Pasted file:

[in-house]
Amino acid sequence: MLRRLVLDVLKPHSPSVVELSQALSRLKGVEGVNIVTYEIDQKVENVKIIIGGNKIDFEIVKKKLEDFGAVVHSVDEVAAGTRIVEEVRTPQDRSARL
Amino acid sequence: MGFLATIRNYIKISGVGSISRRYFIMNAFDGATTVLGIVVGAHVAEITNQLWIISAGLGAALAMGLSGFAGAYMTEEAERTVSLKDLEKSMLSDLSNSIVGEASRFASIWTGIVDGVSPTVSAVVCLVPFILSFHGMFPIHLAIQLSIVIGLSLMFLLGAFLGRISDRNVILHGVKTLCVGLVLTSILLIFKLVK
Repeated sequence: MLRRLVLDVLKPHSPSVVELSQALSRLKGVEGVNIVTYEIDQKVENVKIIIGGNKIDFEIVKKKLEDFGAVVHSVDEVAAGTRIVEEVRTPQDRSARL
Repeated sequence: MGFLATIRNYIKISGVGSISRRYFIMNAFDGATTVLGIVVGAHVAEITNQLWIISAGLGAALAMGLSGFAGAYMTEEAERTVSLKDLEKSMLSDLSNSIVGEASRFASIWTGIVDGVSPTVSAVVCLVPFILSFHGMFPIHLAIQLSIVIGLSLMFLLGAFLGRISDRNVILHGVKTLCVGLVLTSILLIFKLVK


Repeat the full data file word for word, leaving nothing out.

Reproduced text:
[in-house]
Amino acid sequence: MLRRLVLDVLKPHSPSVVELSQALSRLKGVEGVNIVTYEIDQKVENVKIIIGGNKIDFEIVKKKLEDFGAVVHSVDEVAAGTRIVEEVRTPQDRSARL
Amino acid sequence: MGFLATIRNYIKISGVGSISRRYFIMNAFDGATTVLGIVVGAHVAEITNQLWIISAGLGAALAMGLSGFAGAYMTEEAERTVSLKDLEKSMLSDLSNSIVGEASRFASIWTGIVDGVSPTVSAVVCLVPFILSFHGMFPIHLAIQLSIVIGLSLMFLLGAFLGRISDRNVILHGVKTLCVGLVLTSILLIFKLVK
Repeated sequence: MLRRLVLDVLKPHSPSVVELSQALSRLKGVEGVNIVTYEIDQKVENVKIIIGGNKIDFEIVKKKLEDFGAVVHSVDEVAAGTRIVEEVRTPQDRSARL
Repeated sequence: MGFLATIRNYIKISGVGSISRRYFIMNAFDGATTVLGIVVGAHVAEITNQLWIISAGLGAALAMGLSGFAGAYMTEEAERTVSLKDLEKSMLSDLSNSIVGEASRFASIWTGIVDGVSPTVSAVVCLVPFILSFHGMFPIHLAIQLSIVIGLSLMFLLGAFLGRISDRNVILHGVKTLCVGLVLTSILLIFKLVK